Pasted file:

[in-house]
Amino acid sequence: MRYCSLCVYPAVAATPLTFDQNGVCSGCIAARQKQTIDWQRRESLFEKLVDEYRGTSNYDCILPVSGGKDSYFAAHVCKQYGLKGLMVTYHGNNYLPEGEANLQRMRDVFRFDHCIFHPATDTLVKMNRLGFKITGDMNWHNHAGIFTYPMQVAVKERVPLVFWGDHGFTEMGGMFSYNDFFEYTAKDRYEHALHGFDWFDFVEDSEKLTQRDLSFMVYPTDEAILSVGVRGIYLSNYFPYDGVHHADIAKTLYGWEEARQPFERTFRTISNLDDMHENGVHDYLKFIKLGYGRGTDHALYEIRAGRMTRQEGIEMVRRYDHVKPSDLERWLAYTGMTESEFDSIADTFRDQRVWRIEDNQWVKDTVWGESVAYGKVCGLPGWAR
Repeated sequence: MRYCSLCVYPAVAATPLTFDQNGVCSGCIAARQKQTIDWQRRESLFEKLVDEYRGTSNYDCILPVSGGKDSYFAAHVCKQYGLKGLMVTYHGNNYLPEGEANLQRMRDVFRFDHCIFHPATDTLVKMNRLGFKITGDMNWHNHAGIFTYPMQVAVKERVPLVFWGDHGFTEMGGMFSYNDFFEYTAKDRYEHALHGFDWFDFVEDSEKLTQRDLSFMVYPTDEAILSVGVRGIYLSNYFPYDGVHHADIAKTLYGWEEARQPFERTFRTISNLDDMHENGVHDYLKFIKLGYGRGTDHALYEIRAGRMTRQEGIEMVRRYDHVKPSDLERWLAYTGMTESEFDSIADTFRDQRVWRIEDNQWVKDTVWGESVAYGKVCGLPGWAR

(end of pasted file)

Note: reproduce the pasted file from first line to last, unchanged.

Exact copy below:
[in-house]
Amino acid sequence: MRYCSLCVYPAVAATPLTFDQNGVCSGCIAARQKQTIDWQRRESLFEKLVDEYRGTSNYDCILPVSGGKDSYFAAHVCKQYGLKGLMVTYHGNNYLPEGEANLQRMRDVFRFDHCIFHPATDTLVKMNRLGFKITGDMNWHNHAGIFTYPMQVAVKERVPLVFWGDHGFTEMGGMFSYNDFFEYTAKDRYEHALHGFDWFDFVEDSEKLTQRDLSFMVYPTDEAILSVGVRGIYLSNYFPYDGVHHADIAKTLYGWEEARQPFERTFRTISNLDDMHENGVHDYLKFIKLGYGRGTDHALYEIRAGRMTRQEGIEMVRRYDHVKPSDLERWLAYTGMTESEFDSIADTFRDQRVWRIEDNQWVKDTVWGESVAYGKVCGLPGWAR
Repeated sequence: MRYCSLCVYPAVAATPLTFDQNGVCSGCIAARQKQTIDWQRRESLFEKLVDEYRGTSNYDCILPVSGGKDSYFAAHVCKQYGLKGLMVTYHGNNYLPEGEANLQRMRDVFRFDHCIFHPATDTLVKMNRLGFKITGDMNWHNHAGIFTYPMQVAVKERVPLVFWGDHGFTEMGGMFSYNDFFEYTAKDRYEHALHGFDWFDFVEDSEKLTQRDLSFMVYPTDEAILSVGVRGIYLSNYFPYDGVHHADIAKTLYGWEEARQPFERTFRTISNLDDMHENGVHDYLKFIKLGYGRGTDHALYEIRAGRMTRQEGIEMVRRYDHVKPSDLERWLAYTGMTESEFDSIADTFRDQRVWRIEDNQWVKDTVWGESVAYGKVCGLPGWAR